Edward Simon Trio: Live in New York at Jazz Standard
In a recent discussion with Richie Beirach, the pianist suggested that one of the characteristics of "real improvisers" is being motif-driven and, while his statement might be a controversial one that will engender plenty of discussion and debate, it certainly fits Simon's approach. Whether soloing in the somewhat more constricted (time-wise) confines of the recording studio or stretching out as he does here, Simon has always been a thoughtful player whose solos often build from evolving motifs; cerebral, even, but as evidenced on tunes like the irregularly metered, Latin-esque "Pere"the modal set-closer, drawn from a much earlier collaboration with saxophonist David Binney, Afinidad (RED, 2001)the pianist proves that music of the head need not preclude the heart, as his solo builds, carefully, considerately, inevitably, to its climactic conclusion before settling into an ostinato-based feature for Blade, a name for whom the term "incendiary" has always been a synonym. Dynamic, but peppered with thunderous crashes and audible whoops and hollers, Blade's as unfettered as it getsa player, in some ways, the antithesis of Simon in his almost entirely instinctive approachand, perhaps, the very reason they work so well together.
Patitucciwhose early years were spent largely in fusion and near-smooth jazz territory with artists like pianists Chick Corea and David Benoit, and saxophonist Eric Marienthalhas completely reinvented himself over the past decade, largely through his work in saxophonist Wayne Shorter's quartet (also with Blade), heard recently on the exploratory excellence of Without a Net (Blue Note, 2013). Here, he proves himself equally imaginative, whether swinging with unrelenting fervor on Simon's set-opening title track from Poesia, or contributing soaring arco to the more abstract terrain of the pianist's "Pathless Path," from Unicity, stretched here to nearly three times its original length. Bookended by a first-time look at Antonio Carlos Jobim's "Chovendo na Roseira"beginning with an a cappella pizzicato solo from Patitucci that leads to a more pulse-driven but still ethereal reading, only settling into more recognizable reverence halfway through its nearly 14-minute durationand Simon's ambling take on saxophonist John Coltrane's change-driven rite of passage, "Giant Steps," first heard on Poesia, "Pathless Path" becomes the dramatic centerpiece to Live's hour-long set.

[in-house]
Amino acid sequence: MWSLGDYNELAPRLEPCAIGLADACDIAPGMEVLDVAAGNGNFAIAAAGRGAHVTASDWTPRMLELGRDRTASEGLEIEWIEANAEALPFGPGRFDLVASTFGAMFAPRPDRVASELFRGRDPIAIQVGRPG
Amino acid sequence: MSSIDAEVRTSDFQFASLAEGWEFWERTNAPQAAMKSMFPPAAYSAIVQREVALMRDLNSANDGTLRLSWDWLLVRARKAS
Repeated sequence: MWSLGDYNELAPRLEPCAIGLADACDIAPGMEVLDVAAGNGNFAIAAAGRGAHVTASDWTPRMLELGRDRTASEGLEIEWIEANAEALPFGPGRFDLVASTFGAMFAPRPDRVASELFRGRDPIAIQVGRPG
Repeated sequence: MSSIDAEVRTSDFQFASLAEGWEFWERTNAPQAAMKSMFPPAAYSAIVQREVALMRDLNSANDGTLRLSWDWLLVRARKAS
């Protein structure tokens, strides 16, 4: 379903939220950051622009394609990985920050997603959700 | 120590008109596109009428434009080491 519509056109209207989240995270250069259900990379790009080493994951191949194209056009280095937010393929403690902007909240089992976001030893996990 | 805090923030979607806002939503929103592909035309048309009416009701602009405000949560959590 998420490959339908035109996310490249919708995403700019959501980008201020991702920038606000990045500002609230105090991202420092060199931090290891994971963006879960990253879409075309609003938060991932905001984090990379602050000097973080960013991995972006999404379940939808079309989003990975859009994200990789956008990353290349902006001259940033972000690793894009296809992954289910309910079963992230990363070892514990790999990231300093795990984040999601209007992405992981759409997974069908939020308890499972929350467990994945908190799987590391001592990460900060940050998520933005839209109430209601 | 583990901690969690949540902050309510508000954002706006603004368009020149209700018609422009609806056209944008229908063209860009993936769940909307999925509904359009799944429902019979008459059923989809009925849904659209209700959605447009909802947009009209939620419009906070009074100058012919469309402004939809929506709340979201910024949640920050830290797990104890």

Simon remains a busy player, in particular with his ongoing work as a member of the SFJAZZ Collective, last heard live and on record performing the music of soul legend Stevie Wonder, and in the Ninety Miles (Concord, 2011) touring band, with vibraphonist Stefon Harris, saxophonist David Sanchez and trumpeter Nicholas Payton (replacing the album's Christian Scott), which clocked considerable road time in 2012 includinga terrific stop at the TD Ottawa Jazz Festival. He may not release his own albums as often as some might like, but when a record like Live in New York at Jazz Standard comes alonga stellar date that combines head and heart, mainstream and more eclectic concerns, and appealing, broad-reaching originals with distinctive arrangements of well-known standards, all played by a trio clearly at the top of its gamethen all is forgiven and, while waiting for Simon's next release, there's a growing discography with one more fine entry to return to, time and again.
Track Listing: Poesia; Chovendo na Roseira; Pathless Path; Giant Steps; Pere.
Personnel: Edward Simon: piano; John Patitucci: bass; Brian Blade: drums.
Record Label: Sunnyside Records
Style: Beyond Jazz